If I were to find a criticism of the work, it would be that the 4th of 5 parts, entitled "Other States," in which King recounts a period of time where he wandered from state to state in a Jeep looking for his next home, seems disjointed and rushed.  Perhaps this was meant to mirror the disjointed feeling of that time in his life, but he loses the narrative thread.  In my opinion, the book would have been stronger without this section.  

King is also quite frank about his sex life, which didn't bother me. But I can see how other, more sensitive readers might place certain passages under the category of TMI - too much information.  

In my opinion, Love and Fatigue in America, should be on every PWME's to-read list.  It's the first and only book I've found that combines an interest in ME/CFS with a more general interest in good writing and entertaining storytelling.  (★★★★)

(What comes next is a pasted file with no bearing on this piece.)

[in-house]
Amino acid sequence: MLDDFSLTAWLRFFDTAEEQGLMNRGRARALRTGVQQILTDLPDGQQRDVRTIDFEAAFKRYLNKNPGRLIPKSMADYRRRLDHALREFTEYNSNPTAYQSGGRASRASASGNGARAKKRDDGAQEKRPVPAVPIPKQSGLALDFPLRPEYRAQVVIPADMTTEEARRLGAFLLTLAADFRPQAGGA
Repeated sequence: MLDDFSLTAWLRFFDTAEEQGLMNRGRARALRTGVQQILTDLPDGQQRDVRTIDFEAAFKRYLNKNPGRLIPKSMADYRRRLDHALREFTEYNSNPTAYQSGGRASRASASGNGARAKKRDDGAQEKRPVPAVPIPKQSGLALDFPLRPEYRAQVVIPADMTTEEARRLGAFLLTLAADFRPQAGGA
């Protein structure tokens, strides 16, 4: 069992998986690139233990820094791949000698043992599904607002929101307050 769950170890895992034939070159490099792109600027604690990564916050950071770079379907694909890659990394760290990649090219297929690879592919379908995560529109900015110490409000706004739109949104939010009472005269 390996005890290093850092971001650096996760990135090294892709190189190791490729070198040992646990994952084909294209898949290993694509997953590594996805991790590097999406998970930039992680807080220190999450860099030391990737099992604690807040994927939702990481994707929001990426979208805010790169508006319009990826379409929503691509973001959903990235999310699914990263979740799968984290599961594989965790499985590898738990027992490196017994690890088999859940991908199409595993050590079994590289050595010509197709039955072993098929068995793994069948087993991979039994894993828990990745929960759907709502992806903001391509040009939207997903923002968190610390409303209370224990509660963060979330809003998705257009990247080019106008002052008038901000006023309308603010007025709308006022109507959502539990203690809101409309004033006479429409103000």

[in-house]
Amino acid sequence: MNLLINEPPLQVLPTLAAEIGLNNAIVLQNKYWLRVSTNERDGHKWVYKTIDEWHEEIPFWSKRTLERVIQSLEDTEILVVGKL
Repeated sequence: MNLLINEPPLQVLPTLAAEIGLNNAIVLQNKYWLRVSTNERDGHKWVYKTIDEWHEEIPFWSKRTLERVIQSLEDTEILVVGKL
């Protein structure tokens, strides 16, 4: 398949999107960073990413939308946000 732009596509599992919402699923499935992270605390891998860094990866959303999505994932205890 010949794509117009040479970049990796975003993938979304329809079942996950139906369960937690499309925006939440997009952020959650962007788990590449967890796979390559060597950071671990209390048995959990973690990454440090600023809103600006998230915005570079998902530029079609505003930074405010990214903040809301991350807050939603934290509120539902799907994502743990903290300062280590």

Bernhard is a former UC David law professor who was stricken with ME/CFS on vacation in 2001 and has never recovered.  She has a severe case of ME/CFS, and is mostly bedbound.  She and her husband were dedicated Buddhists from well before her illness, so she writes this book to share her Buddhist philosophies with others who have chronic illnesses.  

First, let me assure you that the book is brain fog friendly.  The main body is only 161 pages, with short chapters and generous line spacing. 

The first two chapters alone makes the book worth reading.  Here, Bernhard recounts the early history of her illness, from onset to diagnosis.  For me, such stories always stir up strong emotions.  Reading someone else's account of those first confusing months before diagnosis can be extremely cathartic.  Bernhard writes about it in a universally relatable way.